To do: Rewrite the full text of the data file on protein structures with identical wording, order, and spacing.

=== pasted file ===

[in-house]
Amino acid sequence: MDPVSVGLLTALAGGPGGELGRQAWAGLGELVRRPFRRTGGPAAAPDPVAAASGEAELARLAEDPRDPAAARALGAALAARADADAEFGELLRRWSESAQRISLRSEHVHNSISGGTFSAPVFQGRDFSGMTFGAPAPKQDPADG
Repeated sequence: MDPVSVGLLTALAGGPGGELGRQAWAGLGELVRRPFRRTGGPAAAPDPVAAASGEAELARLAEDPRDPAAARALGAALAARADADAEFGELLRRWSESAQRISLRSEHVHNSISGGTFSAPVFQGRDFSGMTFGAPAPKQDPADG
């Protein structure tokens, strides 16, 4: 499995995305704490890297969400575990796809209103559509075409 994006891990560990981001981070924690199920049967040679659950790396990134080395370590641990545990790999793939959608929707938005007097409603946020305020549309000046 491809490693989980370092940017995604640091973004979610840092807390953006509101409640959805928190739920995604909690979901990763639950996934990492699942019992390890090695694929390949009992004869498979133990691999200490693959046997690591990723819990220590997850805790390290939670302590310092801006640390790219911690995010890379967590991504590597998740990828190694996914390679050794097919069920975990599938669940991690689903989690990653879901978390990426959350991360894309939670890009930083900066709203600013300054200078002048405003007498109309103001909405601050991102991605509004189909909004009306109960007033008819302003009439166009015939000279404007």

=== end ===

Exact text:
[in-house]
Amino acid sequence: MDPVSVGLLTALAGGPGGELGRQAWAGLGELVRRPFRRTGGPAAAPDPVAAASGEAELARLAEDPRDPAAARALGAALAARADADAEFGELLRRWSESAQRISLRSEHVHNSISGGTFSAPVFQGRDFSGMTFGAPAPKQDPADG
Repeated sequence: MDPVSVGLLTALAGGPGGELGRQAWAGLGELVRRPFRRTGGPAAAPDPVAAASGEAELARLAEDPRDPAAARALGAALAARADADAEFGELLRRWSESAQRISLRSEHVHNSISGGTFSAPVFQGRDFSGMTFGAPAPKQDPADG
């Protein structure tokens, strides 16, 4: 499995995305704490890297969400575990796809209103559509075409 994006891990560990981001981070924690199920049967040679659950790396990134080395370590641990545990790999793939959608929707938005007097409603946020305020549309000046 491809490693989980370092940017995604640091973004979610840092807390953006509101409640959805928190739920995604909690979901990763639950996934990492699942019992390890090695694929390949009992004869498979133990691999200490693959046997690591990723819990220590997850805790390290939670302590310092801006640390790219911690995010890379967590991504590597998740990828190694996914390679050794097919069920975990599938669940991690689903989690990653879901978390990426959350991360894309939670890009930083900066709203600013300054200078002048405003007498109309103001909405601050991102991605509004189909909004009306109960007033008819302003009439166009015939000279404007």